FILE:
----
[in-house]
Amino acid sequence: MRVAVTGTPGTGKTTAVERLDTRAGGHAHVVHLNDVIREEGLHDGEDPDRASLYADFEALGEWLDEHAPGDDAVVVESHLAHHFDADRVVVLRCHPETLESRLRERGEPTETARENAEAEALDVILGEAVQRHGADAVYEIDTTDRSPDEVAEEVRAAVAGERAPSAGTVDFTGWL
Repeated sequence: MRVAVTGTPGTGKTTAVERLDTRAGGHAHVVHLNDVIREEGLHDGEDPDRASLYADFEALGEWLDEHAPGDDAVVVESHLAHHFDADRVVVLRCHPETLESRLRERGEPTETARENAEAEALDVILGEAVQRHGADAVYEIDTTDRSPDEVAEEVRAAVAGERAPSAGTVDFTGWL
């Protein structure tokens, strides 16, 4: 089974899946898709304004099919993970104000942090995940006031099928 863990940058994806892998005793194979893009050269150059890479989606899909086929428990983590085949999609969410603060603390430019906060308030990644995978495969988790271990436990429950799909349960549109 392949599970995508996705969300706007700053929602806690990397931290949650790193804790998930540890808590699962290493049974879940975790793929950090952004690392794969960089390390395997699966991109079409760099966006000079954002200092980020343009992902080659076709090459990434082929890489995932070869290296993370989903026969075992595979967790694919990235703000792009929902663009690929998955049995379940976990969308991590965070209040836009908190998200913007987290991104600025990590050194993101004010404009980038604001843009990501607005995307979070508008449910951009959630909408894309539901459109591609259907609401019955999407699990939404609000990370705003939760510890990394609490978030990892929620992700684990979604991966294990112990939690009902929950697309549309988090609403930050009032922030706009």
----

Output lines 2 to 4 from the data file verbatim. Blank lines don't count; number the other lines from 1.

Amino acid sequence: MRVAVTGTPGTGKTTAVERLDTRAGGHAHVVHLNDVIREEGLHDGEDPDRASLYADFEALGEWLDEHAPGDDAVVVESHLAHHFDADRVVVLRCHPETLESRLRERGEPTETARENAEAEALDVILGEAVQRHGADAVYEIDTTDRSPDEVAEEVRAAVAGERAPSAGTVDFTGWL
Repeated sequence: MRVAVTGTPGTGKTTAVERLDTRAGGHAHVVHLNDVIREEGLHDGEDPDRASLYADFEALGEWLDEHAPGDDAVVVESHLAHHFDADRVVVLRCHPETLESRLRERGEPTETARENAEAEALDVILGEAVQRHGADAVYEIDTTDRSPDEVAEEVRAAVAGERAPSAGTVDFTGWL
């Protein structure tokens, strides 16, 4: 089974899946898709304004099919993970104000942090995940006031099928 863990940058994806892998005793194979893009050269150059890479989606899909086929428990983590085949999609969410603060603390430019906060308030990644995978495969988790271990436990429950799909349960549109 392949599970995508996705969300706007700053929602806690990397931290949650790193804790998930540890808590699962290493049974879940975790793929950090952004690392794969960089390390395997699966991109079409760099966006000079954002200092980020343009992902080659076709090459990434082929890489995932070869290296993370989903026969075992595979967790694919990235703000792009929902663009690929998955049995379940976990969308991590965070209040836009908190998200913007987290991104600025990590050194993101004010404009980038604001843009990501607005995307979070508008449910951009959630909408894309539901459109591609259907609401019955999407699990939404609000990370705003939760510890990394609490978030990892929620992700684990979604991966294990112990939690009902929950697309549309988090609403930050009032922030706009």